As many of you know, two years ago today, I gave birth to my daughter, Nora Pepper. We didn’t know it at the time, but she would come to us with a very rare brain disorder called Ohtahara Syndrome. It would be the reason for her death sixteen days later. In the two years since Nora lived and died, I’ve gone through what feels like an entire lifetime.
Losing Nora was the worst thing my husband, Todd, and I, have ever experienced. Our son, Theo, was 21 months at the time. We suddenly found ourselves reading a lot of picture books about death. An urn showed up in our living room. We went to an event put on by the Children’s Hospital bereavement department and released monarch butterflies. To this day, Theo says, “Sister Nora turned into a butterfly.”
It has been two years, today, since she was born.
Since then, Todd has started two restaurants, then left the traditional chef lifestyle. Now he works an honest-to-goodness 9-5 doing recipe development for a restaurant group in town. He cooks us dinner every night.
My editing business is having the most successful year ever, beyond my wildest imagination. I now work with eight absolutely amazing individuals. I’ve launched another company, a podcast, a forum, and a YouTube channel. There are even more big plans on the horizon.
Theo is thriving at a Spanish immersion preschool. He’s so funny. Like, so funny. And wise. We read books to him every day. He got a bunk bed this week and ran around the house, squealing with pure glee.
My family is complicated. Three months after Nora died, my father passed away from, as Kurt Vonnegut called it, “cancer of the everything.” But it brought me back in touch with my stepmother and half-sister. Three weeks ago, my stepfather suffered a massive stroke, a life-changing, and potentially life-ending event. But it brought my mother and I—uneasily, tenderly—out of a long estrangement.
And finally, we have Finn.
Finn is a joy. He’s approaching 10 months. He’s always smiling. He has a gleam in his eye. He’s pulling up to stand. To be perfectly honest, if things hadn’t taken the turn they did, Finny-Doodle probably wouldn’t have come into our family.
Now we can’t imagine our lives without him.
Every year, I like to turn Nora’s birthday into a force for life and positivity, since it was the most godawful thing I’ve ever experienced (even though there were surprisingly beautiful things about it). Nora never got the chance to create a measure of good in the world, so I work to keep her memory alive.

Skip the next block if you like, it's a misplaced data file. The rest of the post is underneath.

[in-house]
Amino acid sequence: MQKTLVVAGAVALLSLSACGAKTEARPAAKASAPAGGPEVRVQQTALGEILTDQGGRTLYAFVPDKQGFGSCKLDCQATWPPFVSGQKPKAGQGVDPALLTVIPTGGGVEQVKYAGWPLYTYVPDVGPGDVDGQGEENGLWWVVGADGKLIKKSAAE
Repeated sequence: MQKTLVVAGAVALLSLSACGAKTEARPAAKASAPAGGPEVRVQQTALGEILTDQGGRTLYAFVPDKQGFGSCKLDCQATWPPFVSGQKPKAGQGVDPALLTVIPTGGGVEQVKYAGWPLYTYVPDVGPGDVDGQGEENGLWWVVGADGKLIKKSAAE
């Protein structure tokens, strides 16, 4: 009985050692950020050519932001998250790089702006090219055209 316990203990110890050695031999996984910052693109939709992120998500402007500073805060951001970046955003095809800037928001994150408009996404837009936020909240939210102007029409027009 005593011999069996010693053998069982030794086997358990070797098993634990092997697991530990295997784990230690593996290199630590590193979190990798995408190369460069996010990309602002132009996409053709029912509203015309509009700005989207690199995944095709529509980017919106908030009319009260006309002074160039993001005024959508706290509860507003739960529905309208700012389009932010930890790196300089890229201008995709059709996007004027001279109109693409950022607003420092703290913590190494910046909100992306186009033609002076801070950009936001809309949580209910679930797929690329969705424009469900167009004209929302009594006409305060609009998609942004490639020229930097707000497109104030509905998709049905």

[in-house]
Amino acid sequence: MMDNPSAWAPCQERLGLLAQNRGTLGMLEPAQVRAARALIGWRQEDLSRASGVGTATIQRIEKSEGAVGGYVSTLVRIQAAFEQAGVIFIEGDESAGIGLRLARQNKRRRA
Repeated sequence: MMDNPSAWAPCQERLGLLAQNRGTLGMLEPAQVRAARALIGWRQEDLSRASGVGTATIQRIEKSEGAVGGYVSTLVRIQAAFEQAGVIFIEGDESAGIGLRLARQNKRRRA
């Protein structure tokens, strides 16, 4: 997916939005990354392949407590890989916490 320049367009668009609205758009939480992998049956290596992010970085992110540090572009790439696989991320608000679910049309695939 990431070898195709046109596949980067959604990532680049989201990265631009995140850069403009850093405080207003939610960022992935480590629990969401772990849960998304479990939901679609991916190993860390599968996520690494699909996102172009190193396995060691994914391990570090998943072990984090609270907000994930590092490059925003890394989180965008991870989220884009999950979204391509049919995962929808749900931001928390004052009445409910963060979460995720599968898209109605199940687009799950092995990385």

The year she died—2017—I asked for donations to the Children’s Hospital Foundation. We were powerless against Nora’s condition, but our family raised over $20,000 to allow Children’s to help other families. Last year—2018—I asked for donations in Nora’s memory to Now I Lay Me Down to Sleep, an organization that allows families suffering infant loss or stillbirth to receive professional photographs of their brief time together. When they sent me the stack of cards with all the names of those who had donated in Nora’s memory, I shuffled through them all and wept.
This year, I’m directing anybody who wants to do some good in Nora’s memory to the Good Story Grant. My vision is a monetary gift of $2,000 to one or more writers that the Good Story Company is offering for the first time in January/February 2020. The first grant is fully funded, but depending on donations, which have already started to come in, we may be able to offer it more than once a year. The grant is accepting applications now.
The grant’s objective is simple: My team and I will review pitches from writers about how the money will help them get to the next level on a writing project. As long as it has to do with creative writing and there’s some accountability in the form of a timeline, deliverables, and letters of recommendation, we want to hear about it. If you’d like to help me support one or more writers every year, you are welcome to donate here.
Thank you for your support throughout the years. I truly love you, my amazing Kidlit crew, and I can’t believe that you help me live my dream every single day. I’m very sad that Nora isn’t with us, but the last two years have been truly incredible, in no small part because of you, my dear reader.